Maybe you’ve noticed, but we here at Book Punks really love Halloween, and we really love witches, so we felt it was time to talk about the truly coolest literary witch of all time: the Grand High motherfucking Witch from Roald Dahl’s The Witches.
I did a book report on The Witches when I was in the third grade. I was completely tickled that children smelled like “dog’s droppings” to witches, and really wanted to include it in my book report. My dad kept telling me it wasn’t a “major plot point” so I should leave it out, but I knew better and put it back in when he wasn’t paying attention.
Regardless of whether you think the dog poop thing is a major plot point or not (hint: IT IS), there is no arguing that the Grand High Witch is balls-out the best. She’s kind of like a human Picture of Dorian Gray; super beautiful femme fatale woman on the outside, then a pile of boogers in the shape of a hunched over hag underneath. I mean, who will EVER forget that perfect scene from the movie when Angelica Huston takes off her face?!?! Anyways. She’s evil. Her main goal in life is to destroy all children. And she somehow manages to hide a decrepit body and visage with the most magical body mask and set of Spanx of all time. But, what would she read?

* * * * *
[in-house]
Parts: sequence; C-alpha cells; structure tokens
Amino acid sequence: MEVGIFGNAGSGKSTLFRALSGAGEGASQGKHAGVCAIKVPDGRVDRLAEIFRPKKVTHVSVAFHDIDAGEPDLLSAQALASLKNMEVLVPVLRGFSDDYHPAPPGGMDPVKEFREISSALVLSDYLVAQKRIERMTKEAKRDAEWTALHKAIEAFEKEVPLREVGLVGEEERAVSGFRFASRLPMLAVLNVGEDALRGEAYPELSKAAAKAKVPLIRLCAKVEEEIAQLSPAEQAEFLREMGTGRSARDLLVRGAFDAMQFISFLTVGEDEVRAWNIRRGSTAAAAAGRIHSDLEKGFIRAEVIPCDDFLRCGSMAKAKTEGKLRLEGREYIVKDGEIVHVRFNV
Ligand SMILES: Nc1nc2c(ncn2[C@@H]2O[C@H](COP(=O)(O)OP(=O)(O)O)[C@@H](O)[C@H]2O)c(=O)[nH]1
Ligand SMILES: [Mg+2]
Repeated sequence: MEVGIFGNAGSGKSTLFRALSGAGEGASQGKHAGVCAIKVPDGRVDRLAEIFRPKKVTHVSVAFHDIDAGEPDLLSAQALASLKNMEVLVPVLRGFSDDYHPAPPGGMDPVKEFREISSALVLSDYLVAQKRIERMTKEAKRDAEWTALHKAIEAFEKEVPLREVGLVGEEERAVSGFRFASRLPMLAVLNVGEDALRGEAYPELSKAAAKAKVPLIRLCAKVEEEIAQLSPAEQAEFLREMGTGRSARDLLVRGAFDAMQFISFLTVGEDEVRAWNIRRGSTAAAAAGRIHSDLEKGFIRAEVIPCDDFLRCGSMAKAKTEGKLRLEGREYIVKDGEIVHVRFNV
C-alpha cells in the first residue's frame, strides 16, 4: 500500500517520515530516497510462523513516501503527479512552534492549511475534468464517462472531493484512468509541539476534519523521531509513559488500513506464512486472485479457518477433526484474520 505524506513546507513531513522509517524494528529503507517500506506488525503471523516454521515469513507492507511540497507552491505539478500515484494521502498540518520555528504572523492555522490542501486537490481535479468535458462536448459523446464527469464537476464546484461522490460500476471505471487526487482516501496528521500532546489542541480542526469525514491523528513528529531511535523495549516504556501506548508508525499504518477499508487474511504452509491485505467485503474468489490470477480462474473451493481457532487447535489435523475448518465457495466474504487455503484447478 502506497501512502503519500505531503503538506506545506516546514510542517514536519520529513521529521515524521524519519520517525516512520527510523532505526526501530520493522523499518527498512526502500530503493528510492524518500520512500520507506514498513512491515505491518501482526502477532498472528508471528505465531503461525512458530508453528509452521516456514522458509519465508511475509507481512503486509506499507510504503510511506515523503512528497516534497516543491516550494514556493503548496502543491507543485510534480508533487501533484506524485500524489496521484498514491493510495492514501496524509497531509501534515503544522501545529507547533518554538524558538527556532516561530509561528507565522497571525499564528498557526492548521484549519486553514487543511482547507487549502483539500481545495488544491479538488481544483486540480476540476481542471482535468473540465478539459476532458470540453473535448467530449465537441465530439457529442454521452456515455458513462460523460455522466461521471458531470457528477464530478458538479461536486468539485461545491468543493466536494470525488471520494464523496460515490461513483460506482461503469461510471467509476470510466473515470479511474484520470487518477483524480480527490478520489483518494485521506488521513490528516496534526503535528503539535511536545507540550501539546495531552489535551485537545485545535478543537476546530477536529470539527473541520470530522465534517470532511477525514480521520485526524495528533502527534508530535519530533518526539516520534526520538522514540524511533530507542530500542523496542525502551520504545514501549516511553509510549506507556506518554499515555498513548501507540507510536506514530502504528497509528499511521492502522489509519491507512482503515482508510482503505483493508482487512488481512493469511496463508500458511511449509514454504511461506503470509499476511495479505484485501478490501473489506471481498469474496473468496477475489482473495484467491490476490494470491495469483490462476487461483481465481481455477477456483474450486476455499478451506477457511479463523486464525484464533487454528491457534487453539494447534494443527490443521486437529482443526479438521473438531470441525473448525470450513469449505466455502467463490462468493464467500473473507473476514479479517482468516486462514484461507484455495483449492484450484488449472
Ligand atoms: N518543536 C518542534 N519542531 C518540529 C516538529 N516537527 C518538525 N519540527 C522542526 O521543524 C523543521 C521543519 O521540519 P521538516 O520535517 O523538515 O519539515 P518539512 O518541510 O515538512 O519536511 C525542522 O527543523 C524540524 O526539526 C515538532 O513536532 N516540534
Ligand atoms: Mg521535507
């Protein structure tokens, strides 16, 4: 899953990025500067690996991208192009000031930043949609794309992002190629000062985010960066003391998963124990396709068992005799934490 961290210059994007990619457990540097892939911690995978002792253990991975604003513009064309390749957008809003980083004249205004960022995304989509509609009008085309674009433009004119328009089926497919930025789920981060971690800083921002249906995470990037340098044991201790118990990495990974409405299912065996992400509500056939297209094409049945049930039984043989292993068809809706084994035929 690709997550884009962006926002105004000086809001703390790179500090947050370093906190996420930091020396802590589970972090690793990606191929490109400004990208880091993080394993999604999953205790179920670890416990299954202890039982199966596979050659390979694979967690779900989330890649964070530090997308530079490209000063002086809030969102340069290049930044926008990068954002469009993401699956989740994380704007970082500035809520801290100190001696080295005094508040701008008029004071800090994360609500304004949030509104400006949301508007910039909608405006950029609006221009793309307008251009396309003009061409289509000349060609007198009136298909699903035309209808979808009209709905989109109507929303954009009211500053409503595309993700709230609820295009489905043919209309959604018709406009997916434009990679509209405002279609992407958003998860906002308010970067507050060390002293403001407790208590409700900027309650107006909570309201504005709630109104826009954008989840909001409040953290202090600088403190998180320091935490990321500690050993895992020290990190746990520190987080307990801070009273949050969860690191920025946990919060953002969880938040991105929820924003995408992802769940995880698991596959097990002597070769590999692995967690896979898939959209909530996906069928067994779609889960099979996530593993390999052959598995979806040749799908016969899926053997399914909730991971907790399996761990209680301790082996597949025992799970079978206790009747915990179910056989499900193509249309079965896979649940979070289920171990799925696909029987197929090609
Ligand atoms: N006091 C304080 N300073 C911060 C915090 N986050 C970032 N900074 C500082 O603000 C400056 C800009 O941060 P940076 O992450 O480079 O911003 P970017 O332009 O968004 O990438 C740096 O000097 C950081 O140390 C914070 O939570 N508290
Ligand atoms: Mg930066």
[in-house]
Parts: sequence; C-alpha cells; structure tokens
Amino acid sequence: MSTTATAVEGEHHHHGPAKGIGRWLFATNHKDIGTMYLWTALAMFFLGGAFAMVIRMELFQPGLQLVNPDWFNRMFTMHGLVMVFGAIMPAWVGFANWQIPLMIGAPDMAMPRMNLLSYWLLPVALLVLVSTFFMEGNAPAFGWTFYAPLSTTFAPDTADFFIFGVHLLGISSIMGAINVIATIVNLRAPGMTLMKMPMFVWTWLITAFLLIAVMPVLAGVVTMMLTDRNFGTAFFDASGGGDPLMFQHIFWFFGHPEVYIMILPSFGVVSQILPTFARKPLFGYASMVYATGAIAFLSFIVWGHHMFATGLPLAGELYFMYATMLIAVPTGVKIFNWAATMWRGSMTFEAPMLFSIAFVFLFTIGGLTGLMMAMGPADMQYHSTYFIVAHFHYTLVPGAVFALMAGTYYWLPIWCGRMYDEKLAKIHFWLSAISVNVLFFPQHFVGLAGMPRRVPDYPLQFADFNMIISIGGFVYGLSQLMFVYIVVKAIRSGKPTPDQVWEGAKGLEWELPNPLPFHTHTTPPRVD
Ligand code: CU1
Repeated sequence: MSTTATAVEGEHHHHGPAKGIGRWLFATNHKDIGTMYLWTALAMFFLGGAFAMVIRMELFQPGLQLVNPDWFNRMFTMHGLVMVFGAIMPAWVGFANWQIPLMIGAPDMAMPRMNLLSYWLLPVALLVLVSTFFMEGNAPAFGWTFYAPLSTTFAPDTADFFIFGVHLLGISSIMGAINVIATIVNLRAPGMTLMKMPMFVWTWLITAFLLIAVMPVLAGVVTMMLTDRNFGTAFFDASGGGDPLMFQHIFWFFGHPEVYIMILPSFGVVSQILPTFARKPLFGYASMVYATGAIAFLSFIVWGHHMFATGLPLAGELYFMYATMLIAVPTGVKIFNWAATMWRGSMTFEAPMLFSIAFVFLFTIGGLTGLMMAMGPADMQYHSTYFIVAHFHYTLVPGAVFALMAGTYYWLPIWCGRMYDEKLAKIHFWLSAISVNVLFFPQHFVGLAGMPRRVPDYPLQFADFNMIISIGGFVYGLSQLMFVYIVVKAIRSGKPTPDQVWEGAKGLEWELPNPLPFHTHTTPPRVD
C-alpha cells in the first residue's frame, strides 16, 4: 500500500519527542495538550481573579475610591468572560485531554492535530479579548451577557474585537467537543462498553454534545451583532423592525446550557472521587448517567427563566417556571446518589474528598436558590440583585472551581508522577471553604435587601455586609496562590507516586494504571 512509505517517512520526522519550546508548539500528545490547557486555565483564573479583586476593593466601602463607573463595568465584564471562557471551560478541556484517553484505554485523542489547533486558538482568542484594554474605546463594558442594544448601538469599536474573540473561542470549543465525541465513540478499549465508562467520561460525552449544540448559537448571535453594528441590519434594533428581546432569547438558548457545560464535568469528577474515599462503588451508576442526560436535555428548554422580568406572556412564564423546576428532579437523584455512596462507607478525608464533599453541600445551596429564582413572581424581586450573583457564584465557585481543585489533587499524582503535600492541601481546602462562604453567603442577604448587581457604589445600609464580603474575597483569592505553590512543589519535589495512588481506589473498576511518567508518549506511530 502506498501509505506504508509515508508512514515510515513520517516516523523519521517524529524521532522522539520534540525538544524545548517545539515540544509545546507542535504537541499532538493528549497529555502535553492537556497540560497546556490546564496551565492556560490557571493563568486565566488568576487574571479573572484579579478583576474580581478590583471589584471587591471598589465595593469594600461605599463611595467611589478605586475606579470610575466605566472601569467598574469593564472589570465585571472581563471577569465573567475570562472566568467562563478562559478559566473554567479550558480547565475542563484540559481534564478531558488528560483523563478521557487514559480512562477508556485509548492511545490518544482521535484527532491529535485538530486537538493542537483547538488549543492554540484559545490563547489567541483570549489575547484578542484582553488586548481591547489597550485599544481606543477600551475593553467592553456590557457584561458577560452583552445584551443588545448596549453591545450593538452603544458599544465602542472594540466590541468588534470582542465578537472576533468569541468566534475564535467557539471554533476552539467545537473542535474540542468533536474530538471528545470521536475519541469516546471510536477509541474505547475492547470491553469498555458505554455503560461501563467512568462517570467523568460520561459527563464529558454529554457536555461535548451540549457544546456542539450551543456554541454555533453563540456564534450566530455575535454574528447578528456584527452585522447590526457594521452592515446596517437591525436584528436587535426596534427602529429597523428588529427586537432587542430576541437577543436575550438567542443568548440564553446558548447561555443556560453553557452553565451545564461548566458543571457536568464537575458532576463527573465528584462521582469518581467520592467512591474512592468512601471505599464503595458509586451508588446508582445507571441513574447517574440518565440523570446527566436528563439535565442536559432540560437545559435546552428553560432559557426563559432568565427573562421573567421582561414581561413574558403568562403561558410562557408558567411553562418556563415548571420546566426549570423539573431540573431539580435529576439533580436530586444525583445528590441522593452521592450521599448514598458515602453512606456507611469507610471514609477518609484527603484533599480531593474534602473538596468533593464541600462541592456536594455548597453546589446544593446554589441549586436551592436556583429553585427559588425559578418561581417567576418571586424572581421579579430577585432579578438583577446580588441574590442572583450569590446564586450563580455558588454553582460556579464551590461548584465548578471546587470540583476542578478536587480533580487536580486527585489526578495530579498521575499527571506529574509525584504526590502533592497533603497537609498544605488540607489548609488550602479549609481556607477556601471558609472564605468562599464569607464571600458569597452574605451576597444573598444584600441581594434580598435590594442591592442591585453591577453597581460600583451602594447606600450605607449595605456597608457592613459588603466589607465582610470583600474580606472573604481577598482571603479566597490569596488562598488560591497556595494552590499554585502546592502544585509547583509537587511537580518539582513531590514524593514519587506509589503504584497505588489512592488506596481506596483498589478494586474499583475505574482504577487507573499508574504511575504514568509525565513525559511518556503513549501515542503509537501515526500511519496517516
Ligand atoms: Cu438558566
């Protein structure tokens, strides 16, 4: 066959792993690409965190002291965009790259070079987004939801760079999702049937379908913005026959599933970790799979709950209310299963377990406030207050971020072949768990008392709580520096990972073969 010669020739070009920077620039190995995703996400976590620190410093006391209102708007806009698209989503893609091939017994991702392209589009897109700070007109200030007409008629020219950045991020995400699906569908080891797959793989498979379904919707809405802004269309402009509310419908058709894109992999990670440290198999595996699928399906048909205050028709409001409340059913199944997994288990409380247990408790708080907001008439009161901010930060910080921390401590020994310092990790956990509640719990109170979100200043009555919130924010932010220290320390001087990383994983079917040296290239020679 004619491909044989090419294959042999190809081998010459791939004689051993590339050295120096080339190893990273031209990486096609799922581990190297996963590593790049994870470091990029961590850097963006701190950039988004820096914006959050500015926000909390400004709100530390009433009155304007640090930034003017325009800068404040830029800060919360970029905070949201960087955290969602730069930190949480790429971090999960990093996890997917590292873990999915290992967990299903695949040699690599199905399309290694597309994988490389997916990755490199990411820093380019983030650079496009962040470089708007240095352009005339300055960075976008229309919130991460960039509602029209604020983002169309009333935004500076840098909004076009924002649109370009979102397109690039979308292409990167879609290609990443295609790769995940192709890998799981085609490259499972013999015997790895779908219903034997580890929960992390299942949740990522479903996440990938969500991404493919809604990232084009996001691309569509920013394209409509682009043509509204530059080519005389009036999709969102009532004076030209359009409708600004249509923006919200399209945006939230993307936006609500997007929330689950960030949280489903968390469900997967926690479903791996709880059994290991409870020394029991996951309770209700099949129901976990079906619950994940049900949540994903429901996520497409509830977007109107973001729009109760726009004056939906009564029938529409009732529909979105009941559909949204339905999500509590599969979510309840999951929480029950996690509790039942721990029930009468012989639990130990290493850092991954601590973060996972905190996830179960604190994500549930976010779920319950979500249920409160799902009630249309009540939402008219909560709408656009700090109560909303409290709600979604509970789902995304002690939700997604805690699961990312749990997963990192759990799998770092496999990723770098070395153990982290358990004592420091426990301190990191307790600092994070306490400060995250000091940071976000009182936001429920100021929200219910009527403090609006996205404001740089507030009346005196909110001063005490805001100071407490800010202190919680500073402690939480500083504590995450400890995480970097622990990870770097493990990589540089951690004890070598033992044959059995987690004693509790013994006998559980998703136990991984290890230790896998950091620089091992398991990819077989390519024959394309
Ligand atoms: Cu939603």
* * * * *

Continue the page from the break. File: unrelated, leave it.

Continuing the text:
The Witches of Eastwick by John Updike: So maybe this is a little bit obvious, but I honestly don’t give a shit. The Grand High Witch would totally love reading a literary book about a coven of witches getting seduced by the devil.
His Dark Materials by Philip Pullman: I think that Mrs. Coulter is basically the Grand High Witch reincarnated in another book. She lures people into a false sense of complacency with her beauty? Check. Her evil fucking golden monkey daemon spawn (haha, get it) reveals the true horror within, much like when the Grand High Witch takes off her face to show her conglomeration of scabs? Check. She kidnaps children and performs horrible experiments on them? Check.
The Picture of Dorian Gray by Oscar Wilde: I already mentioned why I think there’s a parallel between the hidden decrepitude of the GHW and Dorian Gray. I’m not going to repeat myself.
Stardust by Neil Gaiman: Perhaps Neil Gaiman’s most whimsical book, the trio of haggard witches trying to cut out Yvette’s heart in order to restore their youth would probably love to knock back some spleen juice with the GHW.
She WOULD NOT read Harry Potter, because what could possibly be more revolting than the idea of CHILDREN studying to be witches?